name: git-tls
  namespace: gitea-repo
  annotations:
    cert-manager.io/cluster-issuer: "letsencrypt-prod"
spec:
  tls:
  - hosts:
    - gitea.foo.com
    secretName: tls-gitea
  rules:
  - host: gitea.foo.com
    http:
      paths:
      - path: /
        pathType: Prefix
        backend:
          service:
            name: gitea-service
            port:
              number: 3000

Here I expose the port 3000 (http) as an ingress. I use the kubernetes nginx controller and Let’s Encrypt for the ingress. Again you can find description how to use NGINX and Let’s Encrypt in the section ‘NGNIX of the Imixs-Cloud project.

Replace the ‘gita.foo.com’ dns name with your own public internet host name.

Run it…

Now all configuration is ready and we can start the deployment using kubectl:

kubectl apply -f ./your-gitea-config/

Now you should be able to can access your gitea repo from your web browser!

Customizing

Gitea offers many ways to customize the UI and functionality. Most of the configuration can be done in the property file /data/gitea/conf/app.ini . You can find a complete list of properties and options in the Gitea Cheat Sheet . To change the app.ini file first do a ssh into your gitea pod. From inside the pod you can use the vi editor to edit the file. First make a backup:

$ cp /data/gitea/conf/app.ini /data/gitea/conf/app.backup
$ vi /data/gitea/conf/app.ini

After you have changed and saved the file you need to restart the POD.

SSH

Finally I will explain how to enable SSH for the git repo. This step in optional.

I assume that you use the NGINX Ingress Controller. In its default setup the controller listens to the port 80, 443 and 8443. But not to ssh port 22.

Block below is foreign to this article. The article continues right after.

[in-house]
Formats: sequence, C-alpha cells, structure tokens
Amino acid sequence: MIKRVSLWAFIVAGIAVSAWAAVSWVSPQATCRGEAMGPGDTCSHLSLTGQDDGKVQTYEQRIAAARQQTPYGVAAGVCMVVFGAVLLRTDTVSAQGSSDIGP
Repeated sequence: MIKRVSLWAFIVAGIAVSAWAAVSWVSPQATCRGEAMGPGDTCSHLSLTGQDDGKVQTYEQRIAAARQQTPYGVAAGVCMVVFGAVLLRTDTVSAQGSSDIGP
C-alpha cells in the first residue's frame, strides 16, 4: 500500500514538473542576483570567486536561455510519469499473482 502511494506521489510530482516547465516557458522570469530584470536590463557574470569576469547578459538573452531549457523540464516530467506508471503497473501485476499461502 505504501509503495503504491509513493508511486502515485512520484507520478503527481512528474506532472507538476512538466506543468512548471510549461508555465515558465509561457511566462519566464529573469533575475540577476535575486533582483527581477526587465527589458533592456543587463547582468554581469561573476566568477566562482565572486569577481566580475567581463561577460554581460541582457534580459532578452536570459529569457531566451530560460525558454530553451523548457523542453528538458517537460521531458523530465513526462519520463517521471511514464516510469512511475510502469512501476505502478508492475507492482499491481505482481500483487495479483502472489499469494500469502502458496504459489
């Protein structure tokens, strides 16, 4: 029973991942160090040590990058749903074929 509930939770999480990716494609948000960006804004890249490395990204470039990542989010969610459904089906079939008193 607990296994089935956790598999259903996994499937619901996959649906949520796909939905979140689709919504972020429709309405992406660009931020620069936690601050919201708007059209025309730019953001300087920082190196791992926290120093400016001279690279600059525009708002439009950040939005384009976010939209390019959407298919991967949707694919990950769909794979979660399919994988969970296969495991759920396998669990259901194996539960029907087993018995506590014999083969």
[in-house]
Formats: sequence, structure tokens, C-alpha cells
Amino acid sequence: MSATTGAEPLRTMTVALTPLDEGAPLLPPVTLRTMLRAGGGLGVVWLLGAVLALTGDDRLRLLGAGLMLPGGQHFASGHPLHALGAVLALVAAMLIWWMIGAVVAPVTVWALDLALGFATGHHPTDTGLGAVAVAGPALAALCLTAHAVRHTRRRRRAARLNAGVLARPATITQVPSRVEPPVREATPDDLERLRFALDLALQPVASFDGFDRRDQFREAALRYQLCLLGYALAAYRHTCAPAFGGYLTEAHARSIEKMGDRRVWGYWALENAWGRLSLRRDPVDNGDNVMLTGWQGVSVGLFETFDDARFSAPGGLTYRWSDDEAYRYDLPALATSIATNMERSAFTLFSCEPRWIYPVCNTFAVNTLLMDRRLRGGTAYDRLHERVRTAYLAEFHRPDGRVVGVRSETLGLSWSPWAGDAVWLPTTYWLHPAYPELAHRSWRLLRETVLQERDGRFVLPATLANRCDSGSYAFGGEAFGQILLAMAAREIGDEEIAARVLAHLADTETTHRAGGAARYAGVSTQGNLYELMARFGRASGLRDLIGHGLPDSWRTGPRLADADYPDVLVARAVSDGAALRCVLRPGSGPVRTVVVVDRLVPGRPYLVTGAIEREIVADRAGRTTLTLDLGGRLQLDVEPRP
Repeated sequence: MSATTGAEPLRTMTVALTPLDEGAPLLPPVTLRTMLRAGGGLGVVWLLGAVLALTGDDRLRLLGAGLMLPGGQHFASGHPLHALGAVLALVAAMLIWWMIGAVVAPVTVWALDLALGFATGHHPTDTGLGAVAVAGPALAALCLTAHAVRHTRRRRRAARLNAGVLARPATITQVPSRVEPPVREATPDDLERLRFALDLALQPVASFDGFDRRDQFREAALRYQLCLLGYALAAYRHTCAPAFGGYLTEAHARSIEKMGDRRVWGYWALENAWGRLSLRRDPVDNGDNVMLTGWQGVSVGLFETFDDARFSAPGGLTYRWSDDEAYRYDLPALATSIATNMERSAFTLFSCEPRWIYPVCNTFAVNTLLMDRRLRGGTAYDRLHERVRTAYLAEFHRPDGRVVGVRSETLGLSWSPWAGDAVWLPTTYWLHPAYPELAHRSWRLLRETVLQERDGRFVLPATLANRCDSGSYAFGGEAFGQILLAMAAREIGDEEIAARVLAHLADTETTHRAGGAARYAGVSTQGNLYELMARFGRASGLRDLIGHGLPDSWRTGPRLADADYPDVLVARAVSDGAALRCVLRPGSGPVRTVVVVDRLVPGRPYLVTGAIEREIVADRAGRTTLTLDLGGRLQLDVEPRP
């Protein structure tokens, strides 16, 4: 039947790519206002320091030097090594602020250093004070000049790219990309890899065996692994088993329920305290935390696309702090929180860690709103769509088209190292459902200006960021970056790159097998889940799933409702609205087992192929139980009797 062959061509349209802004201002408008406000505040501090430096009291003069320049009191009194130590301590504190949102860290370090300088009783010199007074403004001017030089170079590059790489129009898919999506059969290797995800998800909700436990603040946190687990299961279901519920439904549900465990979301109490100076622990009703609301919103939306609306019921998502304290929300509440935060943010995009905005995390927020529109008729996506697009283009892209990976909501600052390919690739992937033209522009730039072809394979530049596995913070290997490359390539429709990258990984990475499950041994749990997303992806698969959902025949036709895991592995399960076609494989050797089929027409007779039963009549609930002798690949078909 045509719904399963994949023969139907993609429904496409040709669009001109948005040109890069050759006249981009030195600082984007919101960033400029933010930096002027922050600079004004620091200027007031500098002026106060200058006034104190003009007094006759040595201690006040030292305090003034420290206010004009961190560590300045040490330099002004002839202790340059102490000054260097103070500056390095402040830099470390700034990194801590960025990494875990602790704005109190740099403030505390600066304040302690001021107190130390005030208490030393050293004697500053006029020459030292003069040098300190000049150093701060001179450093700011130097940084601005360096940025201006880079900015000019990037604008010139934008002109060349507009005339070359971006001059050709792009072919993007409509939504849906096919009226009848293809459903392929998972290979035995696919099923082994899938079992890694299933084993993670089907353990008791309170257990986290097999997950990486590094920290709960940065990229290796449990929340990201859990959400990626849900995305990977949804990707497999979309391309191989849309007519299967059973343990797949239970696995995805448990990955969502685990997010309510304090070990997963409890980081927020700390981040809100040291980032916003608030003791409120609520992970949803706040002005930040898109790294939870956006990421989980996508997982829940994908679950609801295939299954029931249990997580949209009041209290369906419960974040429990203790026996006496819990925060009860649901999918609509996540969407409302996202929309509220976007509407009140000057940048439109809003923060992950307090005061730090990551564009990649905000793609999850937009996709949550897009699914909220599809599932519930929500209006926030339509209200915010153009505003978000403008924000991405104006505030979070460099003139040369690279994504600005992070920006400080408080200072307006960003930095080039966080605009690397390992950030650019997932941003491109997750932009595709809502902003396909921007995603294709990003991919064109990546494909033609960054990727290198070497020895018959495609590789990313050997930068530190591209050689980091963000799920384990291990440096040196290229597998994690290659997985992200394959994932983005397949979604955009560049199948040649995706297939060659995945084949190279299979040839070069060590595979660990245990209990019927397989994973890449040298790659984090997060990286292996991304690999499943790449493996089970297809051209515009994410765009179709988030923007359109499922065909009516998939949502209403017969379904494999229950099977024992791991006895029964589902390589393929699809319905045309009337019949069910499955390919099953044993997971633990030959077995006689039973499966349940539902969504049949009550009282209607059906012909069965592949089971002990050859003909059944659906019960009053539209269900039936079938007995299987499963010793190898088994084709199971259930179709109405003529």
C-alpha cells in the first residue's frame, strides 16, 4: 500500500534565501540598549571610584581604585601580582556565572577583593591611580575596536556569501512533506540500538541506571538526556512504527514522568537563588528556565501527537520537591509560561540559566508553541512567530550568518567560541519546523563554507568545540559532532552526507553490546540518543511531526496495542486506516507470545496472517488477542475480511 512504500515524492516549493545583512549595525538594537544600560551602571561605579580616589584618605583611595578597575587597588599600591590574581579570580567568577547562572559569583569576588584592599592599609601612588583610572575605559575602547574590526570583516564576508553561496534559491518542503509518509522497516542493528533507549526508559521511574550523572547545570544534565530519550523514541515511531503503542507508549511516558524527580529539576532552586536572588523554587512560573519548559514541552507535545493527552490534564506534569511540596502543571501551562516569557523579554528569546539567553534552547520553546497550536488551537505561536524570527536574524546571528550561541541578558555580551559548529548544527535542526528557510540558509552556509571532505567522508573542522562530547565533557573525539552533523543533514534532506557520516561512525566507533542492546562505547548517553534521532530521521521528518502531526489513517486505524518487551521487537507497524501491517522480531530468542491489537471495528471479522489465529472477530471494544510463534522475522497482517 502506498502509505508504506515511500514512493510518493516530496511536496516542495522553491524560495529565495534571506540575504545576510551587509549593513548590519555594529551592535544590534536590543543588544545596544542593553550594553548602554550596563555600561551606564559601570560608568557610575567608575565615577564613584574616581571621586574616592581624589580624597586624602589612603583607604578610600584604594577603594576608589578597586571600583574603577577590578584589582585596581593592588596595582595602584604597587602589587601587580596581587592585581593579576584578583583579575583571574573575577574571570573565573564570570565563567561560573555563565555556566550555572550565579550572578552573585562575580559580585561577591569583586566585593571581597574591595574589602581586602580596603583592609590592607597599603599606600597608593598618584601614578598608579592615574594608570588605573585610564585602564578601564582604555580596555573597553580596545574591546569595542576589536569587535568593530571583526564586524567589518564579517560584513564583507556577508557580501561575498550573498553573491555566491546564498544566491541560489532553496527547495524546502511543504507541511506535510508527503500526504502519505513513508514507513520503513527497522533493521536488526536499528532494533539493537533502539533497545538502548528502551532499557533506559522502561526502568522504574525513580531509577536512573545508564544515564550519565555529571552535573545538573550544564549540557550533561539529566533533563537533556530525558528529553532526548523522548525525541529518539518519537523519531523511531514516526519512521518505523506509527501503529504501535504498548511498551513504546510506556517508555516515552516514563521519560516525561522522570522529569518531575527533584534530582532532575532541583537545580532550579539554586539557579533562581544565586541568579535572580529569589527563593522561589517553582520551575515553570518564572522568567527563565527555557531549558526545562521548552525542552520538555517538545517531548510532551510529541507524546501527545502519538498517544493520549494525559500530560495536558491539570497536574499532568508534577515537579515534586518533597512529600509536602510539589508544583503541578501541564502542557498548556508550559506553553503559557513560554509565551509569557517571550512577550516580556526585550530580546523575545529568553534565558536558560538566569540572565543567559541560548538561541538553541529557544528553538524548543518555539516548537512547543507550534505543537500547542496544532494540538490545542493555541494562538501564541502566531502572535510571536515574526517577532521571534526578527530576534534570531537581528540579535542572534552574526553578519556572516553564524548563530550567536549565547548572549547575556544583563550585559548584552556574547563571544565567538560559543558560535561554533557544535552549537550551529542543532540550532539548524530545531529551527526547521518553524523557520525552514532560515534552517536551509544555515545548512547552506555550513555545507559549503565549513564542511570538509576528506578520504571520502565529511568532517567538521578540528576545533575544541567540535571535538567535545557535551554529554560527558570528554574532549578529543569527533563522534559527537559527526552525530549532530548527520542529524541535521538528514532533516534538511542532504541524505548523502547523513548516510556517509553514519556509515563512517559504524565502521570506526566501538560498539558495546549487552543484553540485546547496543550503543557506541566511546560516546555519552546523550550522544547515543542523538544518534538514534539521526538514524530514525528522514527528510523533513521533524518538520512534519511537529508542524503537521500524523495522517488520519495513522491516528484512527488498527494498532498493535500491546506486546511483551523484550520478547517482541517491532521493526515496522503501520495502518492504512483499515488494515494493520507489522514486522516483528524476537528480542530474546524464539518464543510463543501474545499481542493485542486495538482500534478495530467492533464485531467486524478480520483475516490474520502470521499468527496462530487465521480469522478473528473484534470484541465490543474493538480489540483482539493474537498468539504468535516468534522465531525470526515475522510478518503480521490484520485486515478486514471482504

Background: an Ingress is specifically for virtual-hosting using the header of the incoming request to know which backend to use. There is no such mechanism in SSH. However, the NGINX Ingress controller supports TCP and UDP services as long as you can assign a dedicated port for them (which we can do in our case). Via a ConfigMap we can configure which port on the ingress controller to map to the port on the Gitea service. Than we can expose the port to the internet. Find details here.

To avoid using port 22 I change the configuration of the Gitea SSH port to 2222.

In the following patch configuration I tell the NGINX Ingress Controller to listen on port 2222 :

spec:
  template:
    spec:
      containers:
      - name: controller
        # defind cusotm tcp/udp configmap
        args:
        - --tcp-services-configmap=$(POD_NAMESPACE)/tcp-configmap-giteassh

        ports:
         - name: ssh
           containerPort: 2222
           protocol: TCP

This patch also apples the configmap ‘tcp-configmap-giteassh’. The config map looks like this:

apiVersion: v1
kind: ConfigMap
metadata:
  name: tcp-configmap-giteassh
  namespace: gitea-repo
data:
  2222: "gitea-repo/gitea-service:2222"

See also the discussion here.

My Personal Conclusion

Finally I come to the conclusion that running gitea on Kubernetes did not really work with the NGINX Ingress Controller. You need to do different tweaks in the controller. Because I use git also for my kubernetes configuration I run Gitea on a separate virtual cloud server outside of my cluster to make these things independent from each other.

Read my tutorial Running Gitea on a Virtual Cloud Server to see how you can setup Gitea in a few minutes on a internet cloud server using Docker.